Robert Menendez

US Senator for New Jersey
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Menendez, Lautenberg Applaud New Fuel Efficiency Standards Announced By Obama Administration

New Standards Will Reduce Dependence on Oil, Save New Jersey Car Owners Thousands At The Pump

August 28, 2012

NEWARK—U.S. Senators Frank R. Lautenberg (D-NJ) and Robert Menendez (D-NJ) today applauded the Obama Administration for finalizing new fuel efficiency and auto pollution standards that will double the fuel economy of new cars and trucks by 2025.  The new standards announced by the U.S. Environmental Protection Agency (EPA) and Department of Transportation (DOT) will save car owners thousands at the pump, reduce pollution that contributes to global warming, and cut America's dependence on oil. 

“Stronger fuel economy standards mean that New Jersey drivers will spend less time and money at the gas pump,” Senator Lautenberg said.  “Making our cars and trucks go farther on a gallon of gas will clean up our air, save consumers money, and reduce America's reliance on oil.  The Obama Administration’s bold action to double fuel efficiency will bolster U.S. leadership on fuel saving technology.”

“I applaud the Administration for finalizing these standards which will save consumers tens of billions of dollars at the pump,” said Senator Menendez.  “By doing more with less gasoline we are safeguarding our drivers and our economy from high and volatile fuel prices. And by driving innovation in the auto industry, we are creating hundreds of thousands of new jobs while lowering emissions.  This announcement is a home run for our drivers, our economy, and our environment.”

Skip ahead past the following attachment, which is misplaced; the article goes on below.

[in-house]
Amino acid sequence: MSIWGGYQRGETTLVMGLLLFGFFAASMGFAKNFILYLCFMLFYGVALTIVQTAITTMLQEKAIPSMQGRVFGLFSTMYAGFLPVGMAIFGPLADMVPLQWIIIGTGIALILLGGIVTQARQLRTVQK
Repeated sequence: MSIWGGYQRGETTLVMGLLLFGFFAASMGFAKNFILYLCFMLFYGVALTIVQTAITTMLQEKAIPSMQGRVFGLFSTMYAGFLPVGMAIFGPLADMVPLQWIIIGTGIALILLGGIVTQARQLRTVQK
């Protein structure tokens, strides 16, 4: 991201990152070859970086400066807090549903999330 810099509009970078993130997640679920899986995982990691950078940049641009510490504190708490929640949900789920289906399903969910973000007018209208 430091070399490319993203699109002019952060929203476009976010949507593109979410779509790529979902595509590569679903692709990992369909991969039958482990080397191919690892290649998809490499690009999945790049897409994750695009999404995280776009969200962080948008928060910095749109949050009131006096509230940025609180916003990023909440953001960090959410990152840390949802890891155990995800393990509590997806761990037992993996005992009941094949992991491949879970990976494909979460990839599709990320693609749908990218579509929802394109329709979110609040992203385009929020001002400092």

The rule announced today will increase fuel economy standards for new cars and light trucks to 54.5 miles per gallon by 2025.  Combined with standards for vehicles sold in model years 2012-2016 that were previously finalized by the Obama Administration, these standards will save the average driver approximately $8,000 over the lifetime of their vehicle.  In addition, these standards will cut global warming emissions from cars and light trucks in half by 2025 and reduce U.S. oil consumption by more than 2 million barrels per day in 2025, which is approximately half as much oil as the U.S. imports from OPEC.

Earlier this year, Lautenberg and Menendez joined 28 of their Senate colleagues in urging the Obama Administration to finalize its proposed fuel efficiency and auto pollution standards. 

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